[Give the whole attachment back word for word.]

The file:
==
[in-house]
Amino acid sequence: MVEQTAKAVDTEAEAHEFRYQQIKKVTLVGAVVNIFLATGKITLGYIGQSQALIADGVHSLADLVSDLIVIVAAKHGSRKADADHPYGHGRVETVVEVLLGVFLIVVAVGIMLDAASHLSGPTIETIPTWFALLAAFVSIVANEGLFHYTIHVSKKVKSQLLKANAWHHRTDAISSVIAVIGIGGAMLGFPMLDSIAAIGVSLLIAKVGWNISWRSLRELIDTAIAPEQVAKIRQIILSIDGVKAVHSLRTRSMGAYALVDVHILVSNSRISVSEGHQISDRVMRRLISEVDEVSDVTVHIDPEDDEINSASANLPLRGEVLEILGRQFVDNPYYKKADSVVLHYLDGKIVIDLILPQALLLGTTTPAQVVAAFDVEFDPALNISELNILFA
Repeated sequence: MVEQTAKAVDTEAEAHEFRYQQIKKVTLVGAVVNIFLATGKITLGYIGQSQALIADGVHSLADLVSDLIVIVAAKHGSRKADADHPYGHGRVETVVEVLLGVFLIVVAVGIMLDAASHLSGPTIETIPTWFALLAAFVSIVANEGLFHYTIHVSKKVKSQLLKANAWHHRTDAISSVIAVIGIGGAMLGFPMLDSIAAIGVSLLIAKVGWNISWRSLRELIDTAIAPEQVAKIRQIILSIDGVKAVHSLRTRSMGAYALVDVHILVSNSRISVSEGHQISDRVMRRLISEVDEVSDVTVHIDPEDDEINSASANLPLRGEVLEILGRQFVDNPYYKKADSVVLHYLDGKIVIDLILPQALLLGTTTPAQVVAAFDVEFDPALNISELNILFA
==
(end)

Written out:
[in-house]
Amino acid sequence: MVEQTAKAVDTEAEAHEFRYQQIKKVTLVGAVVNIFLATGKITLGYIGQSQALIADGVHSLADLVSDLIVIVAAKHGSRKADADHPYGHGRVETVVEVLLGVFLIVVAVGIMLDAASHLSGPTIETIPTWFALLAAFVSIVANEGLFHYTIHVSKKVKSQLLKANAWHHRTDAISSVIAVIGIGGAMLGFPMLDSIAAIGVSLLIAKVGWNISWRSLRELIDTAIAPEQVAKIRQIILSIDGVKAVHSLRTRSMGAYALVDVHILVSNSRISVSEGHQISDRVMRRLISEVDEVSDVTVHIDPEDDEINSASANLPLRGEVLEILGRQFVDNPYYKKADSVVLHYLDGKIVIDLILPQALLLGTTTPAQVVAAFDVEFDPALNISELNILFA
Repeated sequence: MVEQTAKAVDTEAEAHEFRYQQIKKVTLVGAVVNIFLATGKITLGYIGQSQALIADGVHSLADLVSDLIVIVAAKHGSRKADADHPYGHGRVETVVEVLLGVFLIVVAVGIMLDAASHLSGPTIETIPTWFALLAAFVSIVANEGLFHYTIHVSKKVKSQLLKANAWHHRTDAISSVIAVIGIGGAMLGFPMLDSIAAIGVSLLIAKVGWNISWRSLRELIDTAIAPEQVAKIRQIILSIDGVKAVHSLRTRSMGAYALVDVHILVSNSRISVSEGHQISDRVMRRLISEVDEVSDVTVHIDPEDDEINSASANLPLRGEVLEILGRQFVDNPYYKKADSVVLHYLDGKIVIDLILPQALLLGTTTPAQVVAAFDVEFDPALNISELNILFA